sold more than a million copies, many of them on the black market. "Lots of people take the book
with them when they go to Tibet," he says.
The surge in interest has even reached the top of the Communist Party. "Government officials won't
tell you that they are studying Tibetan Buddhism," says one academic with government ties. "But I
know that [former president] Jiang Zemin is very interested." Indeed, one wealthy Tibetan living
in Chengdu says that Jiang once personally endorsed $36 million of government funds to restore a
temple complex in Gansu province after the head monk asked for his support.
The enthusiasm is helping to preserve Tibetan culture. Just three decades ago, during the Cultural
Revolution, Chinese traveled to Tibet to smash its temples as symbols of feudalism and
superstition. Now they are giving money to build new ones. Wen, an ethnically Manchu Chinese,
donated $60,000 to build a temple in Sichuan. Bala, a Tibetan living in Chengdu (who, like many
Tibetans, uses a single name), claims to have met a Han businessman who hardly blinked when his
Tibetan Buddhist teacher asked him to give $500,000 for a temple restoration.
The change in attitude is partly a result of Deng Xiaoping's reforms. Prior to 1980, most citizens
knew Tibet only through the propaganda churned out in Beijing. Now they are able to travel there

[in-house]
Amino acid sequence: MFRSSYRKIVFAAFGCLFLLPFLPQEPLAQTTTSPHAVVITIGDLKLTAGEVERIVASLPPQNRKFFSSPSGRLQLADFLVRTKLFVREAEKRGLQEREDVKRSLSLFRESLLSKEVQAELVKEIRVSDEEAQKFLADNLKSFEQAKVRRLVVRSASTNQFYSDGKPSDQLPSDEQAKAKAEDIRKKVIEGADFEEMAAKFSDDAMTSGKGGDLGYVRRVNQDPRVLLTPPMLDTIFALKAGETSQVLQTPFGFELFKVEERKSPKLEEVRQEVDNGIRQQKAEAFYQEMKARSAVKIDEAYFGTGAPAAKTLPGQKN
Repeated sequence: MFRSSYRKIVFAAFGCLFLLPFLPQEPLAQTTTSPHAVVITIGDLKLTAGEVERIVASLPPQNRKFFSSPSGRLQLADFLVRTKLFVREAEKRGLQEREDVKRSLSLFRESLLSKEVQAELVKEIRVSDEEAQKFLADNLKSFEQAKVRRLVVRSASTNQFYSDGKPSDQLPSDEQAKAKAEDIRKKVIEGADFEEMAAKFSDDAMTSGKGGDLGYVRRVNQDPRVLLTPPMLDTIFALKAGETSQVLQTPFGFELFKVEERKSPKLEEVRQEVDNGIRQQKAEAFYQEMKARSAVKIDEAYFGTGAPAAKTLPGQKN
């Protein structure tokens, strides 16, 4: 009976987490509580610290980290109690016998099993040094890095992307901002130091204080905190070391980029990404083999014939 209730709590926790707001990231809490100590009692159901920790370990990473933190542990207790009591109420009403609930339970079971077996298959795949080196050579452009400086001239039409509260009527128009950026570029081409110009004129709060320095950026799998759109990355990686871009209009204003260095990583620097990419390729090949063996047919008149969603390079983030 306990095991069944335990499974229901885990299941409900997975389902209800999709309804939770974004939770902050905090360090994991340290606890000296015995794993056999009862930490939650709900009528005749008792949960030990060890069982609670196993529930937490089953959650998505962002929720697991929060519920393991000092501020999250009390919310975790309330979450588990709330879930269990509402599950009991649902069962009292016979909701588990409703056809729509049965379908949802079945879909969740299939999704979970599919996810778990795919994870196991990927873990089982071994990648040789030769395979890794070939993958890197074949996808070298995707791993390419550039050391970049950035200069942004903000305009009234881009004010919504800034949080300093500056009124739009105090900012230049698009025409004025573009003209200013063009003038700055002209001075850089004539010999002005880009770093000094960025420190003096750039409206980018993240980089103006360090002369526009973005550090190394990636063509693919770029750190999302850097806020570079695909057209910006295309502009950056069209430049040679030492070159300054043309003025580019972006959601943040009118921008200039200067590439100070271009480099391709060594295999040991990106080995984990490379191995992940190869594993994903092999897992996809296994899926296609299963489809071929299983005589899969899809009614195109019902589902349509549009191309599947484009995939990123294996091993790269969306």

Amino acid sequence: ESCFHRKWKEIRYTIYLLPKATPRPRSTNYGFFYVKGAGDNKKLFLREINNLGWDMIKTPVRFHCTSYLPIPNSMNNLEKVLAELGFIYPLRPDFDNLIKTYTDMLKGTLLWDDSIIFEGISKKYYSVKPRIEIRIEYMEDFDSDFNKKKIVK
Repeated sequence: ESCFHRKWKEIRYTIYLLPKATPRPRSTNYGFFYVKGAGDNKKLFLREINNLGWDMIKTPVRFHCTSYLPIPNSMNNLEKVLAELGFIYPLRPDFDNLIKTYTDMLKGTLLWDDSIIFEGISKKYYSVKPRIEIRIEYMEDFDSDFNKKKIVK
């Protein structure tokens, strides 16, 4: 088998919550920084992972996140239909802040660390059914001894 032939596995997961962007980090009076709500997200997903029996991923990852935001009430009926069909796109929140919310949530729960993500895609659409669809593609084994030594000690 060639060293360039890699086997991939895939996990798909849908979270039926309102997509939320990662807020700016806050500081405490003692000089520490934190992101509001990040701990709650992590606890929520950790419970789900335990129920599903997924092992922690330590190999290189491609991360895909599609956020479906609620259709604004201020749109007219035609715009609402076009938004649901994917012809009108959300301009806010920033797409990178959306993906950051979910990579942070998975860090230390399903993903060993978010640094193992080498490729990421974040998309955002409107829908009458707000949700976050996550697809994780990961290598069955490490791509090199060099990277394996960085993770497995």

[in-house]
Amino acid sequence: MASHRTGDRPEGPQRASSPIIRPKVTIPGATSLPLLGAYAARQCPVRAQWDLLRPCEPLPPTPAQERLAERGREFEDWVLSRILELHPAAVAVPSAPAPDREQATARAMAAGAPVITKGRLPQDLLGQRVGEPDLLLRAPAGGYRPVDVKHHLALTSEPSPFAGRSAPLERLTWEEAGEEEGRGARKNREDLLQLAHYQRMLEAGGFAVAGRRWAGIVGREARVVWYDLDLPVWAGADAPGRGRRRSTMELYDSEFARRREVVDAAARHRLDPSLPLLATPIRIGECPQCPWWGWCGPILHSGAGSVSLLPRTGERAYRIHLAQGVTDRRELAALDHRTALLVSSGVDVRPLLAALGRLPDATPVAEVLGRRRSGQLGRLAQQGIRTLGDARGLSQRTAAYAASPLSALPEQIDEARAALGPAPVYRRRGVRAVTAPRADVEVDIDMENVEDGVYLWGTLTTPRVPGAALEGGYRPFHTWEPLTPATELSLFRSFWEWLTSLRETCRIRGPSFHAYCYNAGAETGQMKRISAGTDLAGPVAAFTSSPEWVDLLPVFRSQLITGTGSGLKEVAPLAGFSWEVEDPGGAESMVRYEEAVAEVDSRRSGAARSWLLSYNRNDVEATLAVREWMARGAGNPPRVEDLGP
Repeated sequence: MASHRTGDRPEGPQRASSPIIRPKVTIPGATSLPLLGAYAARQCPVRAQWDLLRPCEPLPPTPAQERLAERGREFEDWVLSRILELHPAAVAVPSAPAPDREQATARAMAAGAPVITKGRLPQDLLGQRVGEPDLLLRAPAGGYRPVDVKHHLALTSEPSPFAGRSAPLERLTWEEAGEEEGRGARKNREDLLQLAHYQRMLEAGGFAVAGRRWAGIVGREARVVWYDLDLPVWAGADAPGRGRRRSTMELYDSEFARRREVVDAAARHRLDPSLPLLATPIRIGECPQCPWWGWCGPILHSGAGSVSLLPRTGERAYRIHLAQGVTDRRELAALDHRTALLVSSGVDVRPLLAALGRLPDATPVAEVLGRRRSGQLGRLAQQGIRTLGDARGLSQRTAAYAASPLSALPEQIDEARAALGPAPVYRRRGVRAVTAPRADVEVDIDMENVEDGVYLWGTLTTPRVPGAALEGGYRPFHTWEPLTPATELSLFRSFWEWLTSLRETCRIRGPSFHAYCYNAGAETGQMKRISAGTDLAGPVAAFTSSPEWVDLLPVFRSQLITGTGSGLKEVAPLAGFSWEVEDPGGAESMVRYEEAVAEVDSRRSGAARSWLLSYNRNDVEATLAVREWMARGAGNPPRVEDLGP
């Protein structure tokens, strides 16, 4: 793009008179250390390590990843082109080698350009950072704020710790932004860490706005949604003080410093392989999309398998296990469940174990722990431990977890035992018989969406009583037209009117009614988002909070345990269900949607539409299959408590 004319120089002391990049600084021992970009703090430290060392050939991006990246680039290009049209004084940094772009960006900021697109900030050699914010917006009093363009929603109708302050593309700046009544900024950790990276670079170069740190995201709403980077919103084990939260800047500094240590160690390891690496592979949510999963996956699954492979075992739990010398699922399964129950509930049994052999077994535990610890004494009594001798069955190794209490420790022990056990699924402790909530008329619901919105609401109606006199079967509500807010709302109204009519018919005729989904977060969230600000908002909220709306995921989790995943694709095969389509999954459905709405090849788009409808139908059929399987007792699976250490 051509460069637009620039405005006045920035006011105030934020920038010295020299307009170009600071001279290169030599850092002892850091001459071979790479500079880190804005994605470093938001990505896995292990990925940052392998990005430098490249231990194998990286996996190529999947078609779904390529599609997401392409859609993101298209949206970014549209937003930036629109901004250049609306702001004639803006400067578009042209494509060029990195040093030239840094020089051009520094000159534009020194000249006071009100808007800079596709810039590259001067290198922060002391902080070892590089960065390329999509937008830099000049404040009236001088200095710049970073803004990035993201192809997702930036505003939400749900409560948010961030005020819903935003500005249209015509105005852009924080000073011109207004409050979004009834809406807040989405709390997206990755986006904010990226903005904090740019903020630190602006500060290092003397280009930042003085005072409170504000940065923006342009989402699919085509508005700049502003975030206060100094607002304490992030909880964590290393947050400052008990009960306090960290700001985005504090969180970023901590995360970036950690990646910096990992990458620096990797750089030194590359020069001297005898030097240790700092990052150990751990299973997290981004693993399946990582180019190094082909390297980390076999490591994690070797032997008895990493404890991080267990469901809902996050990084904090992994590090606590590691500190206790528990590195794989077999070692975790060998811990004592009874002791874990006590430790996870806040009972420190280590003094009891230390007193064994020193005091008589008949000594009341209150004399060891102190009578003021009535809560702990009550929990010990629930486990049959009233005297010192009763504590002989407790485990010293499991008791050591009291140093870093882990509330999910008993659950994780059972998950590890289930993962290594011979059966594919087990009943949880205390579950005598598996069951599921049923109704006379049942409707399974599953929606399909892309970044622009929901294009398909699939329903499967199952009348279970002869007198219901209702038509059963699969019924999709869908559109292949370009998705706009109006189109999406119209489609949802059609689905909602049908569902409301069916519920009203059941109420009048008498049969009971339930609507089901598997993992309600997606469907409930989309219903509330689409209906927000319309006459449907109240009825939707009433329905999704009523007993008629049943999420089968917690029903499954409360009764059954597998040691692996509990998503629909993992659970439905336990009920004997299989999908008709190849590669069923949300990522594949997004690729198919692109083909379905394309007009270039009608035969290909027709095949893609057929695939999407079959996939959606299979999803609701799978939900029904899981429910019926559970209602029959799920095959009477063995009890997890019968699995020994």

and have access to foreign media. But the Chinese embrace of Tibetan Buddhism?aas well as of other
religions?aalso reflects a need to fill the spiritual vacuum left by the collapse of Maoist
ideology. Some observers say China's Buddhist roots may make the Han more inclined toward Tibetan
teachings than toward other faiths.
Could the surge in interest pave the way for the return of the Dalai Lama?awho has been living in
exile in Dharamsala, India?aand eventually for the restoration of Tibetan autonomy? Several
high-level delegations from Dharamsala have visited Beijing recently, breaking a nearly 10-year
freeze on talks. The Dalai Lama himself told reporters last summer he remained optimistic that
broader shifts in society could benefit Tibetans. "Things are changing in a positive direction,"
he said. "Among Chinese intellectuals, businessmen [and] artists, more and more are showing
interest in Tibetan culture, Tibetan Buddhism."
Beijing remains leery of movements with popular momentum. In 2001, officials, worried about the
rapid rise in the number of students at the Sertar monastery?afrom virtually zero in 1980 to more
than 10,000?amoved in and forced Han Chinese to return to their hometowns. (Many eventually came
back.) But Tibet chic will be tough to quell. When 29-year-old Beijing-born Huang Mei saw the
Dalai Lama in the United States in 1996, she cried. A year later she traveled in Tibet and then
gave up her New York City job as an accountant to move to Lhasa. Since then, several Han friends
from Beijing have visited her?aand stayed. "The ultimate goal," she says, "is to be happy."
Baimadanzen now sends as much money as he can to monks in Sertar. He also talks up his faith to
friends, and thinks the appeal is contagious. "More Han will begin to believe," he says. Tibet's
future may depend on it.